Continuous Replenishment - Continuous Replenishment is the practice of partnering between distribution channel members that changes the traditional replenishment process from distributor-generated purchase orders, based on economic order quantities, to the replenishment of products based on actual and forecasted product demand.

Continuous Replenishment Planning (CRP) - A program that triggers the manufacturing and movement of product through the supply chain when the identical product is purchased by an end user.

Continuous-flow, fixed-path equipment - Materials handling devices that include conveyors and drag lines.

Contract - An agreement between two or more competent persons or companies to perform or not to perform specific acts or services or to deliver merchandise. A contract may be oral or written. A purchase order, when accepted by a supplier, becomes a contract. Acceptance may be in writing or by performance, unless the purchase order requires acceptance in writing.

Contract Administration - Managing all aspects of a contract to guarantee that the contractor fulfills his obligations.

Contract Carrier - A carrier that does not serve the general public, but provides transportation for hire for one or a limited number of shippers under a specific contract.

Contribution - The difference between sales price and variable costs. Contribution is used to cover fixed costs and profits.

Contribution Margin - An amount equal to the difference between sales revenue and variable costs.

Controlled Access - Referring to an area within a warehouse or yard that is fenced and gated. These areas are typically used to store high-value items and may be monitored by security cameras

Conveyor - A materials handling device that moves freight from one area to another in a warehouse. Roller conveyors make sue of gravity, whereas belt conveyors use motors.

Cookie - A computer term. A piece of information from your computer that references what the user has clicked on, or references information that is stored in a text file on the user's hard drive (such as a username). Another way to describe cookies is to say they are tiny files containing information about individual computers that can be used by advertisers to track online interests and tastes. Cookies are also used in the process of purchasing items on the Web. It is because of the cookie that the "shopping cart" technology works. By saving in a text file, the name, and other important information about an item a user "clicks" on as they move through a shopping Website, a user can later go to an order form, and see all the items they selected, ready for quick and easy processing.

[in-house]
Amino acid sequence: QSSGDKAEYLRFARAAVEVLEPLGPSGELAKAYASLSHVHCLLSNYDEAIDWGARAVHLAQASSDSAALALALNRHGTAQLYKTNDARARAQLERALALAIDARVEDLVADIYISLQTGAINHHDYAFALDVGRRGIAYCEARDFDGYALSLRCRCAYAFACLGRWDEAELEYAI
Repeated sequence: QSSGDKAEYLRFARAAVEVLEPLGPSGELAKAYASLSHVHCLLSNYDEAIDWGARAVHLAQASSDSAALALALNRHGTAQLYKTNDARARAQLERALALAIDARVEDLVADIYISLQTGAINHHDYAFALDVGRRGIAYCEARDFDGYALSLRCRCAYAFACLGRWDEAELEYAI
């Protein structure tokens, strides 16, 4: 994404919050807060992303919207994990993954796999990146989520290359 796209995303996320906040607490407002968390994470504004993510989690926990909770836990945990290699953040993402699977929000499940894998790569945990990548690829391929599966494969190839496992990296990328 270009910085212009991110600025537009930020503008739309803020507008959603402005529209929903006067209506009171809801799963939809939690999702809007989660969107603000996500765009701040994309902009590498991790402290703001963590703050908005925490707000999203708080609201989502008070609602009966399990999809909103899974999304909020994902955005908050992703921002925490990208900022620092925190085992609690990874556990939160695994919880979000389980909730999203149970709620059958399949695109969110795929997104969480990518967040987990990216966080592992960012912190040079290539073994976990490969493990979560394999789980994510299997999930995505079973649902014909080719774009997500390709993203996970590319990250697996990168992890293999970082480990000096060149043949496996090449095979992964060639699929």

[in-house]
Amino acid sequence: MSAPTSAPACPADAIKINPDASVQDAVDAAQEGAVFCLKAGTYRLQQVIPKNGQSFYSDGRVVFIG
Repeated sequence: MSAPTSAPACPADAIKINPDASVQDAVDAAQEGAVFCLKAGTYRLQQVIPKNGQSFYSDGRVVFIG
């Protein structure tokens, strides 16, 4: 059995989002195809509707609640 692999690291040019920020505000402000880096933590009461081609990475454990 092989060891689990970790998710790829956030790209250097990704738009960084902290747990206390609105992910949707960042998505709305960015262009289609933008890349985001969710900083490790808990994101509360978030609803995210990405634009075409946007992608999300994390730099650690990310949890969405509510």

Cooperative associations - Groups of firms or individuals having common interests agricultural cooperative associations may haul up to 25% of their total interstate tonnage in nonfarm, nonmenber goods in movements incidental and necessary to their primary business.

Coordinated transportation - Two or more carriers of different modes transporting a shipment.

Core Competency - Bundles of skills or knowledge sets that enable a firm to provide the greatest level of value to its customers in a way that is difficult for competitors to emulate and that provides for future growth. Core competencies are embodied in the skills of the workers and in the organization. They are developed through -collective -learning, communication, and commitment to work across levels and functions in the organization and with the customers and suppliers. For example, a core competency could be the capability of a firm to coordinate and harmonize diverse production skills and multiple technologies. To illustrate, advanced casting processes for making steel require the integration of machine design with sophisticated sensors to track temperature and speed, and the sensors require mathematical modeling of heat transfer. For rapid and effective development of such a process, materials scientists must work closely with machine designers, software engineers, process specialists, and operating personnel. Core competencies are not directly related to the product or market.

Core Process - That unique capability that is central to a company's competitive strategy.

Cost Accounting - The branch of accounting that is concerned with recording and reporting business operating costs. It includes the reporting of costs by departments, activities, and products.